One key indicator of a firm’s valuation might be hiding in plain sight. According to Professor Siew Hong Teoh, registered trademarks may offer relevant value signals about a company’s future earnings.

Valuation Blindspot: The Dangers of Undervaluing Trademarks as a Measure of Innovation

January 15, 2021 • By Keith Giles

Investors often have a challenging time valuing companies with intangible assets such as patents, copyrights and trade secrets. These assets don’t usually appear on the balance sheets, and in fact the creation of these intangibles is often expensed under a company’s cost of doing business, further complicating the valuation analysis.

However, one key indicator of a firm’s valuation might be hiding in plain sight. As researcher Siew Hong Teoh of the UCI Paul Merage School of Business recently discovered, registered trademarks may offer relevant value signals about a company’s future earnings. “Trademarks are an innovation output measure containing information about future earning potential,” says Teoh, “but most investors and analysts seem to miss this information when they are valuing a firm.”

Based on the research conducted by Teoh and her coauthors—which will soon be published in Management Science—firms that register more trademarks tend to post increased profits. Here’s why: “Firms often register trademarks as they launch new products or services,” says Teoh. “Trademarks are registered at the end of the development phase of the innovation process and are proof that the new product is commercially viable. Patents, in contrast, are registered in the earlier phases of the innovation process and may never lead to a finished product that’s ready for market. Hence patents do not provide as clear signals about future profitability and thus firms with patents are notoriously hard to value. Trademarks, on the other hand, can provide a clearer signal of the future earnings potential. Yet, the evidence suggests that investors seem to ignore the information or are overly cautious and pessimistic about the success of the product in the market, and so they tend to undervalue trademarks.”

That tendency might be a critical mistake in the long run, Teoh suggests. “Our research found that the number of new trademark registrations positively predicts firm profitability and increased stock returns,” she says. This same data also confirmed underreaction of earnings forecasts from analysts, who despite their greater sophistication with handling financial information, seem also to be overly cautious about the future earnings potential of firms with new trademarks.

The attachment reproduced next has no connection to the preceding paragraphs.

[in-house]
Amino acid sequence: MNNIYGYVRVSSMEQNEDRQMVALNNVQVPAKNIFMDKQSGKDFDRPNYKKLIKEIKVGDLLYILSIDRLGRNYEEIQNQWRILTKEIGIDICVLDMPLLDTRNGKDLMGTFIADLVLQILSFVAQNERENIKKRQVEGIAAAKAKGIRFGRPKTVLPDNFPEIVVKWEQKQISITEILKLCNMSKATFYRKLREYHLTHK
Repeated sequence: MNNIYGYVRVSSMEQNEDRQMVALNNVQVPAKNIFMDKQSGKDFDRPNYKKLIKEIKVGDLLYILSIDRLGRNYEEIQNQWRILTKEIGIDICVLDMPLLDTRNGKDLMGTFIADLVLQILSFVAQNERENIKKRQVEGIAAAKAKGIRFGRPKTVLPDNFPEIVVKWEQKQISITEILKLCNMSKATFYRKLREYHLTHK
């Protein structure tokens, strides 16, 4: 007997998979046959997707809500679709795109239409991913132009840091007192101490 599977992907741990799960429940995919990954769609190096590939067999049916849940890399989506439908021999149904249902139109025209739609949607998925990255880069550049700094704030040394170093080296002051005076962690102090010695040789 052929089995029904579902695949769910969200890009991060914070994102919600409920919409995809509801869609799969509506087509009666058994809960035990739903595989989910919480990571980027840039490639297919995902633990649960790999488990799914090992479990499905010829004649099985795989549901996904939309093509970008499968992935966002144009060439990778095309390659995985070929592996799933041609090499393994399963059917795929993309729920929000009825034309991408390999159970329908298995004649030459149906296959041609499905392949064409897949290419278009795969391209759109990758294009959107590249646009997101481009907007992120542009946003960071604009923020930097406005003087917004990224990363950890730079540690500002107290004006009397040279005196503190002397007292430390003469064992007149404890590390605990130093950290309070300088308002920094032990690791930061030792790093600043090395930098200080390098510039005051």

Another reason to consider using trademarks as an indicator of future profits is that—unlike patents—trademarks offer protection for a firm’s intellectual property for a broader segment of the market. “Patents are not practical in some industries,” Teoh explains. “In the financial or services industries, for example, you can’t patent your processes without giving away proprietary information. But you can trademark the products generated by these patents to obtain IP protection. In these industries you can’t measure innovation using patents. Patents alone can’t really give you the full picture of a company’s true level of innovation.”

Evaluating companies by trademark isn’t unheard of outside of the United States. “European researchers tend to be ahead of us on this practice,” says Teoh. “The OECD specifically defines innovation as including trademarked products and encourages innovation measurements in this area. Trademarks are innovation output measures that really need to be considered more broadly in U.S. research.”

The real challenge to measuring the importance of trademarks on a company’s valuation is quite often a lack of transparency. “Many companies file trademarks under subsidiaries,” says Teoh. “For example, Toys “R” Us often filed trademarks under the name “Geoffrey LLC” rather than the parent company’s name, which makes it especially difficult for investors to connect the dots between the company and the subsidiary which holds the trademark.”

To alleviate these barriers, Teoh and her research team created a large database that compiled information and mapped out the connections between the parent company and the various subsidiary companies related to their trademarks.

Now that the database required to properly map out company trademarks has been created, and Teoh’s research has been published, the future of valuation may soon shift to include trademark registrations, providing even greater insights into measuring those intangible corporate assets.